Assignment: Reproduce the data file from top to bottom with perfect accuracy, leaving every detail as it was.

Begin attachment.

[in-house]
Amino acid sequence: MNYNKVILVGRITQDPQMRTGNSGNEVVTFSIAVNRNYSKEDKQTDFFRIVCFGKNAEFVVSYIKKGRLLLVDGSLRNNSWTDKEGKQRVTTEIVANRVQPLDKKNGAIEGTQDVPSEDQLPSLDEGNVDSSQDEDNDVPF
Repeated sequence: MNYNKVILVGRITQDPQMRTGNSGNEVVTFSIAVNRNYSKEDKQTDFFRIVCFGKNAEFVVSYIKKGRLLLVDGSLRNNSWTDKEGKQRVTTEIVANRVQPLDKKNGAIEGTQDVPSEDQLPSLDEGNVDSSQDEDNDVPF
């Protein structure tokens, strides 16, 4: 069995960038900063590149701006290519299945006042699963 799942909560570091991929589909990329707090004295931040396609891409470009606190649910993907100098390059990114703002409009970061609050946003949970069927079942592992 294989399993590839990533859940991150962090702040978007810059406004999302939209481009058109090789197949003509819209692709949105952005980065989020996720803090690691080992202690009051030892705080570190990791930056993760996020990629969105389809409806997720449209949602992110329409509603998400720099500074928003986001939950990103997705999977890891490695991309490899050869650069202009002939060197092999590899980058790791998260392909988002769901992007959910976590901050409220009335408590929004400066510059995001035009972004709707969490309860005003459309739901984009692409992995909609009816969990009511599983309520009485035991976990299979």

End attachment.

[in-house]
Amino acid sequence: MNYNKVILVGRITQDPQMRTGNSGNEVVTFSIAVNRNYSKEDKQTDFFRIVCFGKNAEFVVSYIKKGRLLLVDGSLRNNSWTDKEGKQRVTTEIVANRVQPLDKKNGAIEGTQDVPSEDQLPSLDEGNVDSSQDEDNDVPF
Repeated sequence: MNYNKVILVGRITQDPQMRTGNSGNEVVTFSIAVNRNYSKEDKQTDFFRIVCFGKNAEFVVSYIKKGRLLLVDGSLRNNSWTDKEGKQRVTTEIVANRVQPLDKKNGAIEGTQDVPSEDQLPSLDEGNVDSSQDEDNDVPF
């Protein structure tokens, strides 16, 4: 069995960038900063590149701006290519299945006042699963 799942909560570091991929589909990329707090004295931040396609891409470009606190649910993907100098390059990114703002409009970061609050946003949970069927079942592992 294989399993590839990533859940991150962090702040978007810059406004999302939209481009058109090789197949003509819209692709949105952005980065989020996720803090690691080992202690009051030892705080570190990791930056993760996020990629969105389809409806997720449209949602992110329409509603998400720099500074928003986001939950990103997705999977890891490695991309490899050869650069202009002939060197092999590899980058790791998260392909988002769901992007959910976590901050409220009335408590929004400066510059995001035009972004709707969490309860005003459309739901984009692409992995909609009816969990009511599983309520009485035991976990299979």